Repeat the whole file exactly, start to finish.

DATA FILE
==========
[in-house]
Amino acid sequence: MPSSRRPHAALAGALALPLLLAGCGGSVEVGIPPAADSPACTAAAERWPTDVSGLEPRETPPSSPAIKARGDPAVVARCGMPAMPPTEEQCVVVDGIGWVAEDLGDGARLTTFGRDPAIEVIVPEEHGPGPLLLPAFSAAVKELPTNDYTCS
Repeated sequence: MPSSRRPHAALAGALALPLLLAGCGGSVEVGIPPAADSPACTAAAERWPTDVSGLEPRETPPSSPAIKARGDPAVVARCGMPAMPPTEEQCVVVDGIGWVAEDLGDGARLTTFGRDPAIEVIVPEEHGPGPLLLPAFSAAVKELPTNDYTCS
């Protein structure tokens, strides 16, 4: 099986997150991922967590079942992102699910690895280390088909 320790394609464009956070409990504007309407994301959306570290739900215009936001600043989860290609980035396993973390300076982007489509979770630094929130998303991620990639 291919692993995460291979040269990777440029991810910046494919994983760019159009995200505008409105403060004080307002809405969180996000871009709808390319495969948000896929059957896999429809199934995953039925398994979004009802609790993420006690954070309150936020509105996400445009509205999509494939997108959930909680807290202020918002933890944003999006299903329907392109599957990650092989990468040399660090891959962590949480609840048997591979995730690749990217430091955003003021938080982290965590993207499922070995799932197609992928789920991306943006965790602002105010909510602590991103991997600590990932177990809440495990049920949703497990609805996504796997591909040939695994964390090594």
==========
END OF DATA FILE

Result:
[in-house]
Amino acid sequence: MPSSRRPHAALAGALALPLLLAGCGGSVEVGIPPAADSPACTAAAERWPTDVSGLEPRETPPSSPAIKARGDPAVVARCGMPAMPPTEEQCVVVDGIGWVAEDLGDGARLTTFGRDPAIEVIVPEEHGPGPLLLPAFSAAVKELPTNDYTCS
Repeated sequence: MPSSRRPHAALAGALALPLLLAGCGGSVEVGIPPAADSPACTAAAERWPTDVSGLEPRETPPSSPAIKARGDPAVVARCGMPAMPPTEEQCVVVDGIGWVAEDLGDGARLTTFGRDPAIEVIVPEEHGPGPLLLPAFSAAVKELPTNDYTCS
């Protein structure tokens, strides 16, 4: 099986997150991922967590079942992102699910690895280390088909 320790394609464009956070409990504007309407994301959306570290739900215009936001600043989860290609980035396993973390300076982007489509979770630094929130998303991620990639 291919692993995460291979040269990777440029991810910046494919994983760019159009995200505008409105403060004080307002809405969180996000871009709808390319495969948000896929059957896999429809199934995953039925398994979004009802609790993420006690954070309150936020509105996400445009509205999509494939997108959930909680807290202020918002933890944003999006299903329907392109599957990650092989990468040399660090891959962590949480609840048997591979995730690749990217430091955003003021938080982290965590993207499922070995799932197609992928789920991306943006965790602002105010909510602590991103991997600590990932177990809440495990049920949703497990609805996504796997591909040939695994964390090594």